Though the AFP report authored by Maya Gebeily seems to have been taken down by Yahoo News because it mentioned that on January 12, 2018 the Islamic State officially declared Idlib one of its “Islamic emirates.” The Islamic State had captured several villages and claimed to have killed two dozen Syrian soldiers and taken twenty hostages, according to the report.
In all likelihood, some of the Islamic State’s jihadists who joined the battle in Idlib were part of the same contingent of militants that fled Raqqa in October 2017 under a deal brokered  by the US-backed Syrian Democratic Forces (SDF). In fact, one of the main objectives of the deal was to let the jihadists fight the Syrian government troops and to free up the Kurdish-led SDF in a scramble to capture oil and gas fields in Deir al-Zor and the border posts along Syria’s border with Iraq.
The reason why the AFP report has been redacted appears to be that it did not meet the editorial line of the mainstream media. As it mentioned Idlib, which is surrounded by the Syrian government troops, as an “Islamic emirate” of the Islamic State, which could provide a pretext to the Syrian armed forces backed by Russian airstrikes to mount an offensive there.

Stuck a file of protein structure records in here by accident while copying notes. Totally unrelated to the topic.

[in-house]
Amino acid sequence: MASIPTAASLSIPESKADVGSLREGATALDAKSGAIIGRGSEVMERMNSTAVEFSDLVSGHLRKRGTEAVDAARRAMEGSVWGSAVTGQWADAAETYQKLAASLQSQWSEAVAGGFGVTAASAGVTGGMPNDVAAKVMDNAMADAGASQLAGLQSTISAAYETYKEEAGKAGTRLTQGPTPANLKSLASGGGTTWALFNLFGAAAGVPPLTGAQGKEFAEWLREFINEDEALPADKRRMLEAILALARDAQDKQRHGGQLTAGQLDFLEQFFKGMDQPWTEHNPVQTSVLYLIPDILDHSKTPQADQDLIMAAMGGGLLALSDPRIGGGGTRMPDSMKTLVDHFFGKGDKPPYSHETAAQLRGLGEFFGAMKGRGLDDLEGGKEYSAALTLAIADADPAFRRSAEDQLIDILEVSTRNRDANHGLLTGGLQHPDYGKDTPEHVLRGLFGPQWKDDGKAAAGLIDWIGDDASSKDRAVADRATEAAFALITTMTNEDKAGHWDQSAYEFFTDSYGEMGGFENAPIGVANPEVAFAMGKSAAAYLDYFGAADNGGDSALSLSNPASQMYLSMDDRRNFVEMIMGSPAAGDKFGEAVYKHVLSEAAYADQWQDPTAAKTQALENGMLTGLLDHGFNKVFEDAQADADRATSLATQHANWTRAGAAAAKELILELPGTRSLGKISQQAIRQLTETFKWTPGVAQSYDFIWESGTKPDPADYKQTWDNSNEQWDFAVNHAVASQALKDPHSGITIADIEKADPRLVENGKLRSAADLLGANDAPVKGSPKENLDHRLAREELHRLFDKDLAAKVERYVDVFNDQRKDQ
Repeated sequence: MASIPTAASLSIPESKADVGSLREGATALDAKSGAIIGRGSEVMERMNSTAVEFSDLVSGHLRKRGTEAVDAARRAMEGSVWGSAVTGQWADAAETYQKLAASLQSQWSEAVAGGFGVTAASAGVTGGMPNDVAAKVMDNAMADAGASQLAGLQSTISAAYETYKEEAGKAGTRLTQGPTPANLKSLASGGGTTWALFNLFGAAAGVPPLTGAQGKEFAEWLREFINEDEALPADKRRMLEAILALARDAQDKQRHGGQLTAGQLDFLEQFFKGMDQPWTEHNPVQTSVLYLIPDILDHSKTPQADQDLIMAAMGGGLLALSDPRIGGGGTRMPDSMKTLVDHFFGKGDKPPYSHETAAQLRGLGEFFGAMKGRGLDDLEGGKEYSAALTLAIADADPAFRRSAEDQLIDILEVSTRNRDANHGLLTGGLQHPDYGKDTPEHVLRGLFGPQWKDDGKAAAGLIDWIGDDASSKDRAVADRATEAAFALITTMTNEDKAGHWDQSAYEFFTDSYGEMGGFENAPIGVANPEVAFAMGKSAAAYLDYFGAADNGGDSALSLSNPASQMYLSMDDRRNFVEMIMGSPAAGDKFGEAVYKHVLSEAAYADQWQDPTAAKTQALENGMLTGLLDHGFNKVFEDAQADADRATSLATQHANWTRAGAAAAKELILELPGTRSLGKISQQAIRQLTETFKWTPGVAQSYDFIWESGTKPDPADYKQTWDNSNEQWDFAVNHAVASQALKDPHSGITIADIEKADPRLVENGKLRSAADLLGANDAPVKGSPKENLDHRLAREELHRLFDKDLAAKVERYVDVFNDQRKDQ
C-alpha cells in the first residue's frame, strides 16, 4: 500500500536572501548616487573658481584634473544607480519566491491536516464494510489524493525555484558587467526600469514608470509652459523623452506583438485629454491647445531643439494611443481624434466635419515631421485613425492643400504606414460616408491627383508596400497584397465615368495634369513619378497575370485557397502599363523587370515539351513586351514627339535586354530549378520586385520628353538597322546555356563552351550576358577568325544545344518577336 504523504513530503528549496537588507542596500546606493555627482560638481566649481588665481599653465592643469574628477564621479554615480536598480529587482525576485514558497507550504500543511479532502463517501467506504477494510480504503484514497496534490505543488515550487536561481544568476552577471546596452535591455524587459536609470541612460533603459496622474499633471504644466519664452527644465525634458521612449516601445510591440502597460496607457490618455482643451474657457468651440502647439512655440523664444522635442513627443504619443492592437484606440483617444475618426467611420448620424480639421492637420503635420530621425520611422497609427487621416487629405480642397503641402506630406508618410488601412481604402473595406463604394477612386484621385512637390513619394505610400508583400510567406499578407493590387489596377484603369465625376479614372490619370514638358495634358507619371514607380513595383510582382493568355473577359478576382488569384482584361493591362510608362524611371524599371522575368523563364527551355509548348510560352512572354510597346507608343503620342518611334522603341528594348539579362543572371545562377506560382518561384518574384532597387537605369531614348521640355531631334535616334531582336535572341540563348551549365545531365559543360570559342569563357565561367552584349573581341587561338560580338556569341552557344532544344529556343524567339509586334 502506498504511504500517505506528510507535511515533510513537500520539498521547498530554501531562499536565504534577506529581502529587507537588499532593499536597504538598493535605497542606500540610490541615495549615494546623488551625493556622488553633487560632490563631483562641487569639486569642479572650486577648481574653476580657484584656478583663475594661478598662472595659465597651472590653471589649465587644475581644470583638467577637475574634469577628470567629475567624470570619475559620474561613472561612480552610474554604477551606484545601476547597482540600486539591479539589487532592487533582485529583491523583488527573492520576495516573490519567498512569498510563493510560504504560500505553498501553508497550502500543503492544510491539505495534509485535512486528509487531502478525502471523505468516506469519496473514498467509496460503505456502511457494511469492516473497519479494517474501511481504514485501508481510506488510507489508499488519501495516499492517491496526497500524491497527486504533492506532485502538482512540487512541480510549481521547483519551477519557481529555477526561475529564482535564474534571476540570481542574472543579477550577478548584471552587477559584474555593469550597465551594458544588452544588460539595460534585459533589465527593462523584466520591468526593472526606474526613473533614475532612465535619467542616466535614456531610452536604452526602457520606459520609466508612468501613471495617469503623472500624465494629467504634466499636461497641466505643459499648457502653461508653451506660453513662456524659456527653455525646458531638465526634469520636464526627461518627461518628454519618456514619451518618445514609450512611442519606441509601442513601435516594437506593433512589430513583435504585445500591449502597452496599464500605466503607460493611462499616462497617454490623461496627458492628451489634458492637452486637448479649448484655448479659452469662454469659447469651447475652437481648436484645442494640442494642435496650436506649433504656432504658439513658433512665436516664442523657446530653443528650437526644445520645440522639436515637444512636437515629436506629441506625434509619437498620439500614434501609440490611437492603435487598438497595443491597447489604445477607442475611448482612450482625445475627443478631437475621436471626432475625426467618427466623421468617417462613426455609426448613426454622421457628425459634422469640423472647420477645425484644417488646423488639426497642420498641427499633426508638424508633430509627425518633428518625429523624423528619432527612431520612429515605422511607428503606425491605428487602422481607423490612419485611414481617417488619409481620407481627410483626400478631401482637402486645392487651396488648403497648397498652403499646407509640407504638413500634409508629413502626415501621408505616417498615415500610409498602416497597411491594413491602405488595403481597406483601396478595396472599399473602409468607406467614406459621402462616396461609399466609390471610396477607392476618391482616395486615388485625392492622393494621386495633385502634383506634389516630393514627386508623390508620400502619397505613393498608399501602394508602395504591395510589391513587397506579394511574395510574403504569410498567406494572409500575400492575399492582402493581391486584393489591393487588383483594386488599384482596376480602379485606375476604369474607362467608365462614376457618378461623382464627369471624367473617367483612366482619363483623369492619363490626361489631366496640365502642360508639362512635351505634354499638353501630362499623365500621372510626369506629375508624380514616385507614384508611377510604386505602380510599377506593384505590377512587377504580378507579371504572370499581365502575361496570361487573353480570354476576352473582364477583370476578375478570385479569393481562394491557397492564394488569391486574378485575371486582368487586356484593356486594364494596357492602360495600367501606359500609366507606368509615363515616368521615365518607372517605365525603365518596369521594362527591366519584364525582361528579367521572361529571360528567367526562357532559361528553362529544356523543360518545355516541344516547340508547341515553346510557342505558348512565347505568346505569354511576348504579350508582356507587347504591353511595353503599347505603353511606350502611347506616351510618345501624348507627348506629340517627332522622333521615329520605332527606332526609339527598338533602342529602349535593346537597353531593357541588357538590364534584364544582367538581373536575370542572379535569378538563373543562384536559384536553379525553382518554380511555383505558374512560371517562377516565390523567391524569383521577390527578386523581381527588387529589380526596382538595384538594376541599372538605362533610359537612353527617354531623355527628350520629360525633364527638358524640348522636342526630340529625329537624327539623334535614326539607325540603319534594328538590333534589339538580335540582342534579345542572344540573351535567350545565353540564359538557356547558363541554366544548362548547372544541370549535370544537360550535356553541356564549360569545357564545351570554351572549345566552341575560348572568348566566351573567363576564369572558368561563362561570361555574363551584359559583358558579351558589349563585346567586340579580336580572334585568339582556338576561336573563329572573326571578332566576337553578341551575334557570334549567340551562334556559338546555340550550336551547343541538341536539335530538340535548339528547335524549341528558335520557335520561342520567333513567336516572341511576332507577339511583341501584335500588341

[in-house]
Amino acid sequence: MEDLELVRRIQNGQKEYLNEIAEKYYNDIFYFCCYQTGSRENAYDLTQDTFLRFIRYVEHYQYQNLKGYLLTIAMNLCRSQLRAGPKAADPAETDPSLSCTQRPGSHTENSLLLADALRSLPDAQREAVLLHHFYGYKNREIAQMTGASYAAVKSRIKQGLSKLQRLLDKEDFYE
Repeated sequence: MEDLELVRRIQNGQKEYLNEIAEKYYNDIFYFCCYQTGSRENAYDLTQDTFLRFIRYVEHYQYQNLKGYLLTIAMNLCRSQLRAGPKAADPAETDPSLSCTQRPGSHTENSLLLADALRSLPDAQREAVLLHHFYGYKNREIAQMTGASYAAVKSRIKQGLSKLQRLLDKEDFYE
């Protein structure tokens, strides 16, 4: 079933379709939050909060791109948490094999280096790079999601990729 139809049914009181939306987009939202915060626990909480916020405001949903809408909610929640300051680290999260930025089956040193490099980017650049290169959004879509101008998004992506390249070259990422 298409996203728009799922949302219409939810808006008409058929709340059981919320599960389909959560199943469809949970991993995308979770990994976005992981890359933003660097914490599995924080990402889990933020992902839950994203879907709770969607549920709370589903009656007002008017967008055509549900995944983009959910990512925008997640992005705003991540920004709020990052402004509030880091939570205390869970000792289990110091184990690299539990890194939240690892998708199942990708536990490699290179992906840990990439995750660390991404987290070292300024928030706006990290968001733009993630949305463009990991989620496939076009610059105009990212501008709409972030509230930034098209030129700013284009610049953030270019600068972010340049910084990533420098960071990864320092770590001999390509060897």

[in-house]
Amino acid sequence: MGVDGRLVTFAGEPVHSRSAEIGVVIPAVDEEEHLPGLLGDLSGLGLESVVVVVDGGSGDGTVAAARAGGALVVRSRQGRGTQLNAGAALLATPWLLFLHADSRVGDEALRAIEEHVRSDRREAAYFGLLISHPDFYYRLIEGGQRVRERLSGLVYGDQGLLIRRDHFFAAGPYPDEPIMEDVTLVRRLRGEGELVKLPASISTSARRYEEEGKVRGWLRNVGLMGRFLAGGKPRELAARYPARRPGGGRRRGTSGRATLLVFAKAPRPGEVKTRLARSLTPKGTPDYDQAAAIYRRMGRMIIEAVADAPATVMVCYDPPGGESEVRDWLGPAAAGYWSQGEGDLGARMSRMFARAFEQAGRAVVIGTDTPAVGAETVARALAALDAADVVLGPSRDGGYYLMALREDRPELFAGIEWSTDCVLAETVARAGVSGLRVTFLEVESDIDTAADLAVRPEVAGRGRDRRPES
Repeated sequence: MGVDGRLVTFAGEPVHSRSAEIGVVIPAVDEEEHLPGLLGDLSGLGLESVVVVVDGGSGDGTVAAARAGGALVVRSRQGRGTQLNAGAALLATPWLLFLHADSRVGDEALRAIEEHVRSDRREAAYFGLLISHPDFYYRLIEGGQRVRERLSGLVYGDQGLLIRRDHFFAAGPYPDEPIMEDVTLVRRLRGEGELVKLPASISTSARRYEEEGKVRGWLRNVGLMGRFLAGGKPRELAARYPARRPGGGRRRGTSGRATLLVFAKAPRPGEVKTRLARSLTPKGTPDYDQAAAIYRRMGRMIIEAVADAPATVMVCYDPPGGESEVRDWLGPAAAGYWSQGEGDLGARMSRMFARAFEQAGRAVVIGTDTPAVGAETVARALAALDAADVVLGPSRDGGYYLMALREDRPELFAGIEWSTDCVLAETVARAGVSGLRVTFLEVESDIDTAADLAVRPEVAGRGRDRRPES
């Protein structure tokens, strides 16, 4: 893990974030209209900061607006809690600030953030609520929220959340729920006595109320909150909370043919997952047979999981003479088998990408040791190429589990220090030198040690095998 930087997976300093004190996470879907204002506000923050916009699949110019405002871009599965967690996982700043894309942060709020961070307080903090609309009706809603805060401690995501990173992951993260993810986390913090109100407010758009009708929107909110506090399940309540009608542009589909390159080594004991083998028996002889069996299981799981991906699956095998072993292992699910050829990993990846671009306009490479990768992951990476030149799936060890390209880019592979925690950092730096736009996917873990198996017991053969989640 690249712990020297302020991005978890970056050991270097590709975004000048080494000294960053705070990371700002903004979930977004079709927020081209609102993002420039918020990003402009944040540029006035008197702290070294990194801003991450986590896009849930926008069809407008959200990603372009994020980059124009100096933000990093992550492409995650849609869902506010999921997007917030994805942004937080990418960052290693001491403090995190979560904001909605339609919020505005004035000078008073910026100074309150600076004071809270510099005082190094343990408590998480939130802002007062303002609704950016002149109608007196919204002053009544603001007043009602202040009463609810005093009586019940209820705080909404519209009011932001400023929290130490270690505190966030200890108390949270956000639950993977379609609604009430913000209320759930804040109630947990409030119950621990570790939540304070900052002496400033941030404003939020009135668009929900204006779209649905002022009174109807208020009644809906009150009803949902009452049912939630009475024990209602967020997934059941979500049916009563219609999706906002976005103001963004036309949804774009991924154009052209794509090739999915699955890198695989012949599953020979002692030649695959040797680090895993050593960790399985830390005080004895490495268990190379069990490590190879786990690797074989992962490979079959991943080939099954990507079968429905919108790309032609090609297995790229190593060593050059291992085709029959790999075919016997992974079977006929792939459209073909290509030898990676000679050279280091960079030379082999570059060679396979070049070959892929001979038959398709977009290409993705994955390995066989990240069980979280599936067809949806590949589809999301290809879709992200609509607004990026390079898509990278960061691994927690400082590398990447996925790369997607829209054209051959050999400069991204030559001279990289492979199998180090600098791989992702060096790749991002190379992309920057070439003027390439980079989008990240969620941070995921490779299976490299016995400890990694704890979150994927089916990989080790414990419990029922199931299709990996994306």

It bears mentioning that Idlib has firmly been under the control of Hayat Tahrir al-Sham (HTS) led by al-Nusra Front since 2015. And in a brazen offensive last month, the al-Nusra jihadists completely routed Turkey-backed militants, and al-Nusra now reportedly controls more than 70% of territory in Idlib Governorate.
The reason why al-Nusra Front has been easily able to defeat Turkey-backed militants appears to be that the ranks of al-Nusra Front have now been swelled by deserters from the Islamic State after the fall of its “caliphate” in Mosul in Iraq and Raqqa in Syria. The merger of al-Nusra Front and Islamic State in Idlib doesn’t come as a surprise, though, since the Islamic State and al-Nusra Front used to be a single organization  before a split occurred between the two militant groups in April 2013 over a leadership dispute.
Furthermore, the Islamic State’s foray into Idlib isn’t the only instance of its kind. Remember when the Syrian government forces were on the verge of winning a resounding victory against the militants holed up in east Aleppo, the Islamic State came to the rescue of so-called “moderate rebels” by opening up a new front in Palmyra in December 2016.
Consequently, the Syrian government had to send reinforcements from Aleppo to Palmyra in order to defend the city. Although the Syrian government troops still managed to evict the militants holed up in the eastern enclave of Aleppo and they also retook Palmyra from Islamic State in March 2017, the basic purpose of this tactical move by the Islamic State was to divert the attention and resources of the Syrian government away from Aleppo to Palmyra.